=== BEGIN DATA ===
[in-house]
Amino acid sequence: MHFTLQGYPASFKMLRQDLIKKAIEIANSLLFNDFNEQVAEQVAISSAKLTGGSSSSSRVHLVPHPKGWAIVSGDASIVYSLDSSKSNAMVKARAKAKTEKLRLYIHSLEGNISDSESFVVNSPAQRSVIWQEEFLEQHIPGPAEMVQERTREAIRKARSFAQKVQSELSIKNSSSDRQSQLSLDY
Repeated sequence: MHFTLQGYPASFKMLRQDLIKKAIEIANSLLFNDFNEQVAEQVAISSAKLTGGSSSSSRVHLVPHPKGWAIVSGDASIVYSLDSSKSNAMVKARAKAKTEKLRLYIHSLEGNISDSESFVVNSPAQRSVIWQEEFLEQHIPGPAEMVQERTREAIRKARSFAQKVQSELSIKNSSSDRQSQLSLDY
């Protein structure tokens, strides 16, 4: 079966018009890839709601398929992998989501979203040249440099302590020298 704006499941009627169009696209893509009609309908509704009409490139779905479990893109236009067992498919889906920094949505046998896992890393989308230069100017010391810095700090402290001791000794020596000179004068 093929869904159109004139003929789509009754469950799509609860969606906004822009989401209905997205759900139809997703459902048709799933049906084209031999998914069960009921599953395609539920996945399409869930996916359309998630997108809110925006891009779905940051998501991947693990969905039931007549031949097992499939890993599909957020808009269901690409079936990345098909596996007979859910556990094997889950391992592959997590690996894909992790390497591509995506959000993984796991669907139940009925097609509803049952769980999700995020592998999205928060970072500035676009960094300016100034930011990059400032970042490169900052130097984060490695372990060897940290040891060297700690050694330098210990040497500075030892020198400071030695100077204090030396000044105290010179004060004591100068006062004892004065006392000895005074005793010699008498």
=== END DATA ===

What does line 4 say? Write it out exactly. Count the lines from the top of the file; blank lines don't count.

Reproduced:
């Protein structure tokens, strides 16, 4: 079966018009890839709601398929992998989501979203040249440099302590020298 704006499941009627169009696209893509009609309908509704009409490139779905479990893109236009067992498919889906920094949505046998896992890393989308230069100017010391810095700090402290001791000794020596000179004068 093929869904159109004139003929789509009754469950799509609860969606906004822009989401209905997205759900139809997703459902048709799933049906084209031999998914069960009921599953395609539920996945399409869930996916359309998630997108809110925006891009779905940051998501991947693990969905039931007549031949097992499939890993599909957020808009269901690409079936990345098909596996007979859910556990094997889950391992592959997590690996894909992790390497591509995506959000993984796991669907139940009925097609509803049952769980999700995020592998999205928060970072500035676009960094300016100034930011990059400032970042490169900052130097984060490695372990060897940290040891060297700690050694330098210990040497500075030892020198400071030695100077204090030396000044105290010179004060004591100068006062004892004065006392000895005074005793010699008498």